Articles | August 27, 2020

The Future of Work is Now

After years of incremental changes, the public health emergency is fast-forwarding us into the future of work. Everyday norms are no longer taken for granted  including the nature of the work we do; when the work is done; who does the work; and where it is done. We explore this new future of work below.

Work: What employees do and how they do it.

Young female employee working online at home smiling
Young female employee working at the office stressed out with work requests


Past Future

Traditional seniority-based hierarchy

Team-based approach with virtual teams common across a digitally distributed workforce

Promote agile working  bringing people, processes, and technology together to find the most effective way of getting the job done

Require use of company equipment

Support use of personal devices

Beginning automation of routine tasks and roles

Accelerated digital transformation across all industries and functions requiring new skills, upskilling, and retraining

Focus on process, inputs and tasks

Focus on results-driven work

Emphasis on work’s meaning and purpose to enhance engagement and productivity


Workday: When the work is done.

Male employee at home with smiling with his daughter after work
Female employee waiting for the train to go home after work


Past Future

Set work schedules

Schedules flex to accommodate personal responsibilities and priorities (e.g., caregiving)

“Windowed work” allows employees to divide their day into distinct windows of personal and work time

Work/life balance

Work/life integration. Work is part of life and vice versa.

Commuting leading to longer workdays and increased stress

Less/no commuting reduces stress and frees up time for work/life integration

A “in-the-office/face time” culture sometimes motivated by mistrust of remote workers and concerns about productivity and quality

Wider acceptance and encouragement of remote work and its benefits to productivity and well-being

“Always on” culture enabled by technology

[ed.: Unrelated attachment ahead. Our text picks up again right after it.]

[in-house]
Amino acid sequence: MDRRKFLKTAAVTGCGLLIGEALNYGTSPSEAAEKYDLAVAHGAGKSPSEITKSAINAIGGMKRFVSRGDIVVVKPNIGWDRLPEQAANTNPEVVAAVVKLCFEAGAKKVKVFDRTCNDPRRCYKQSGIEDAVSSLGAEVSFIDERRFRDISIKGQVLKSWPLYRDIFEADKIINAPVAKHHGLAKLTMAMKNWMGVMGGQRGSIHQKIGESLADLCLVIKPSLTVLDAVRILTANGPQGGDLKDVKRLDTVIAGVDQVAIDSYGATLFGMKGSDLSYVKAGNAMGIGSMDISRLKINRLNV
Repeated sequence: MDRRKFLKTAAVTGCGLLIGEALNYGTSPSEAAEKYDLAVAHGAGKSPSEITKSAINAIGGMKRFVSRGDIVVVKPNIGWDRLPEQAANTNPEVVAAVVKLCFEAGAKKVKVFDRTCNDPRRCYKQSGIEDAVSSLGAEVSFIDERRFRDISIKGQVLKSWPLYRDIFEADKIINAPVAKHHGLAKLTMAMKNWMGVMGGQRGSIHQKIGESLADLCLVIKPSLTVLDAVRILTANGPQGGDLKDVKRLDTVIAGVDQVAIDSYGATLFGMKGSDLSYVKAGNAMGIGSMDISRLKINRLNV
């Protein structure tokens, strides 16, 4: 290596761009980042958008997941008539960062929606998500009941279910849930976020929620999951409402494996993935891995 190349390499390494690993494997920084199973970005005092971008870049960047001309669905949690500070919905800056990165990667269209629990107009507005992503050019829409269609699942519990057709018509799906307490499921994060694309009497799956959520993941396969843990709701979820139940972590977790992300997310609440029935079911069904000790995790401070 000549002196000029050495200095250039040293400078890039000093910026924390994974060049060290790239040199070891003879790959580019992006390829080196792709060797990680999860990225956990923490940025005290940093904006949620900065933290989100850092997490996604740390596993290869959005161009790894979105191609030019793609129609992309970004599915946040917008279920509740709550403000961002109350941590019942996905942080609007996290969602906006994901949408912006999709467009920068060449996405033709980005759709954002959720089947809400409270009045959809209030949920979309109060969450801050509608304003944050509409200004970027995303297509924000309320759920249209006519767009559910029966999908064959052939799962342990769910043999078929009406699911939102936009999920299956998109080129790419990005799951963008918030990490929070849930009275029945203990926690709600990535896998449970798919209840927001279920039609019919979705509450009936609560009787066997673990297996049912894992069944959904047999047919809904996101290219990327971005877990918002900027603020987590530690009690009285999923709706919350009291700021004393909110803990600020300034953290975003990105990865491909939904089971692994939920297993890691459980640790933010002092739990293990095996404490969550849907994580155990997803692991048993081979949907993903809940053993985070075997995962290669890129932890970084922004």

Organizations prioritize well-being, workers expect and organizations support disconnecting outside traditional working hours

Frequent travel to attend in person meetings and events

Essential travel only, most meetings virtual and better prioritization of needed meetings


Workforce: Who does the work, including recruitment, skills, development, and rewards.

Businessman man chatting with colleagues online on a laptop
Business people walking up and down the stairs in the office building


Past Future

Workforce planning focused on traditional organizational structure

Agile workforce planning is fluid and rewards cross-organizational collaboration assisted by technology. Model balances short and long-term workforce needs.

Talent acquisition linked to educational level and/or geography

Consider borderless candidates for certain roles, with the primary focus on cultural fit, skills and attributes

Hiring tied to defined roles

Talent acquisition parallels business goals by filling current needs and seeing agility as a necessity, individual roles evolve as business needs change

Climbing the “corporate ladder”

Talent development and career progression support work/life integration leading to personal and professional growth

Keep professional and personal lives separate

Recognize and accept the whole person, promoting mental, social, physical, and financial well-being

“One size fits all” approach to training

Multi-dimensional training/reskilling delivery; offer feedback loop for talent to suggest necessary training; support intellectual curiosity and innovation.

“One size fits all” approach to benefits and rewards

Personalized benefits support talent across the employment lifecycle


Workplace: The physical environment where individuals work.

Female employee at home working on her laptop
Male employee at the office working in a cubicle


Past Future
Central office or hub and spoke office space model

Smaller regional hubs or satellite offices lower real estate spend as work moves to the cloud, accessible from anywhere at anytime

In-person with co-workers in a shared workspace

Employees encouraged to work wherever they can get their best work done; workspaces support different workstyles and flexibility preferences with options for focused, engaged, and collaborative work

Open-office plan layouts with cubicle farms

Active workspaces with modular configurations for collaboration, privacy and concentration, and physical changes to comply with social distancing guidelines

Safety and health siloed; physical environments relatively generic for all

Healthy and safe workspaces integrated; buildings support optimal air quality, noise levels, climate, and lighting; individually tailored workspaces

Enhanced focus on environmentally friendly designs, sustainability, and reduced carbon footprints



The future of work requires new capabilities, new skills, and a new way of thinking. Segal is helping organizations meet these demands to achieve pivotal transformations in work, address evolving workforce challenges and succeed in this new environment.

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This page is for informational purposes only and does not constitute legal, tax or investment advice. You are encouraged to discuss the issues raised here with your legal, tax and other advisors before determining how the issues apply to your specific situations.

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